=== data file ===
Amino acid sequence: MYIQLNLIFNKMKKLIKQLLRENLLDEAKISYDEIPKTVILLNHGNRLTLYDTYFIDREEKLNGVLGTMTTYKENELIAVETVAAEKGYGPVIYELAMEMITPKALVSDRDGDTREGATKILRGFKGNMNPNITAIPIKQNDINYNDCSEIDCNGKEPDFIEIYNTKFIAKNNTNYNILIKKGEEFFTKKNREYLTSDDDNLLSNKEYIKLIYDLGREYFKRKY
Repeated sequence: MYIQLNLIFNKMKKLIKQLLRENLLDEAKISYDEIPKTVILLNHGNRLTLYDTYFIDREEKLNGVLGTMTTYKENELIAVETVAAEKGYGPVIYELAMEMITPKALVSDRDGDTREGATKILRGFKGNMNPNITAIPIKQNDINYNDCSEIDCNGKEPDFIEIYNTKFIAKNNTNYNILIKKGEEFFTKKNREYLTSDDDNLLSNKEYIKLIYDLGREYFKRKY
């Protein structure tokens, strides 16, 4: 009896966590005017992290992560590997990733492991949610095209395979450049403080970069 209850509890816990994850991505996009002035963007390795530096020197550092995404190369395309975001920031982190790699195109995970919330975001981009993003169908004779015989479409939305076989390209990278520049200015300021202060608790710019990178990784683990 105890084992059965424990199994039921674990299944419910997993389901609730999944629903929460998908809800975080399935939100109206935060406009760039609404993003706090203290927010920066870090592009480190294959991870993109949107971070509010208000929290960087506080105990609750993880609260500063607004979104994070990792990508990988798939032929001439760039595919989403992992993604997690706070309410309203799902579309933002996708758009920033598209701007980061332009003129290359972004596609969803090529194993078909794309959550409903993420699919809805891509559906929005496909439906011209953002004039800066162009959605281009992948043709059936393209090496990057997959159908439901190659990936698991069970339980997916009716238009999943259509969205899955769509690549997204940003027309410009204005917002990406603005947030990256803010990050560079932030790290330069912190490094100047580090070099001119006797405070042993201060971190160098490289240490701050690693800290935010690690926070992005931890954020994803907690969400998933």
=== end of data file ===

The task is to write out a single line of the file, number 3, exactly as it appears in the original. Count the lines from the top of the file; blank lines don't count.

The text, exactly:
């Protein structure tokens, strides 16, 4: 009896966590005017992290992560590997990733492991949610095209395979450049403080970069 209850509890816990994850991505996009002035963007390795530096020197550092995404190369395309975001920031982190790699195109995970919330975001981009993003169908004779015989479409939305076989390209990278520049200015300021202060608790710019990178990784683990 105890084992059965424990199994039921674990299944419910997993389901609730999944629903929460998908809800975080399935939100109206935060406009760039609404993003706090203290927010920066870090592009480190294959991870993109949107971070509010208000929290960087506080105990609750993880609260500063607004979104994070990792990508990988798939032929001439760039595919989403992992993604997690706070309410309203799902579309933002996708758009920033598209701007980061332009003129290359972004596609969803090529194993078909794309959550409903993420699919809805891509559906929005496909439906011209953002004039800066162009959605281009992948043709059936393209090496990057997959159908439901190659990936698991069970339980997916009716238009999943259509969205899955769509690549997204940003027309410009204005917002990406603005947030990256803010990050560079932030790290330069912190490094100047580090070099001119006797405070042993201060971190160098490289240490701050690693800290935010690690926070992005931890954020994803907690969400998933």